Today – February 26, 2014 – the Journal of the American Medical Association (JAMA) published the results of a pilot study (note: click the link, and then click the JAMA Reader link button on the right side of the page for the full text) of a volunteer group of Pennsylvania primary care practices. The pilot was designed by a coalition of payers, clinicians, and healthcare delivery systems in the southeastern region of Pennsylvania, and its purpose was to measure the impact, if any, of the patient centered medical home (PCMH) model on outcome/quality improvement and cost containment.

I’ll cut to the chase: the first paragraph of the conclusion states

A multi-payer medical home pilot […] was associated with limited improvements in quality and was not associated with reductions in utilization of hospital, emergency department, or ambulatory care services or total costs over three years. These findings suggest that medical home interventions may need further refinement.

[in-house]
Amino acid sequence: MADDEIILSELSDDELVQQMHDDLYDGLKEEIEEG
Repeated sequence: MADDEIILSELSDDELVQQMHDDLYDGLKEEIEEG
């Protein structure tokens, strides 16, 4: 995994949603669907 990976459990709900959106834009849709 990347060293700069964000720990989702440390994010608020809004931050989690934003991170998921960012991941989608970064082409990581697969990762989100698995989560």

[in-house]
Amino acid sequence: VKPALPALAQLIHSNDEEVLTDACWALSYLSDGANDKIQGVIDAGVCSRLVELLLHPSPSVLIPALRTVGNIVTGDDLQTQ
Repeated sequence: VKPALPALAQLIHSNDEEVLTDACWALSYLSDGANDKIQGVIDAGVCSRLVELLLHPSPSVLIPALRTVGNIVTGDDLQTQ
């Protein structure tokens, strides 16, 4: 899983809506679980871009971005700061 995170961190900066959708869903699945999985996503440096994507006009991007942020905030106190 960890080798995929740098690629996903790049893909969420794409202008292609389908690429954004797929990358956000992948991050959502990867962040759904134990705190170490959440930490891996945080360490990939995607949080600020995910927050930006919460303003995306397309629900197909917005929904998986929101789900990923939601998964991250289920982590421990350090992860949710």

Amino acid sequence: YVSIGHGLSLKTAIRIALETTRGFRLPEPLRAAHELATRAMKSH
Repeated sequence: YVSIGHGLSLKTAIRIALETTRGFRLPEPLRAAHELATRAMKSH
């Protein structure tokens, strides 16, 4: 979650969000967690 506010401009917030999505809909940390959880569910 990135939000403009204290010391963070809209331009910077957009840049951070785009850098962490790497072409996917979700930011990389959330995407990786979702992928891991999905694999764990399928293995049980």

Further along in the conclusion section, the article refers to the patient-centered medical home as “professional associations, payers, policy makers, and other stakeholders, [in a] a team-based model of primary care practice intended to improve the quality, efficiency, and patient experience of care.” The only trouble with this definition of PCMH is that the patient is not really a part of the team – patients are once again assigned acted-upon rather than actor-in status in the healthcare transaction.

In a highly-readable post on his blog, Dr. John Mandrola boils his observation of the JAMA report down to “health cometh not from healthcare.”

Until the leaders in clinical practice – JAMA and all others in the position to ignite and guide the conversation about medical care, its purpose, and its future – fully recognize the need for a participatory model that starts and ends with the patient, we’ll be reading study reports like the one in today’s JAMA.

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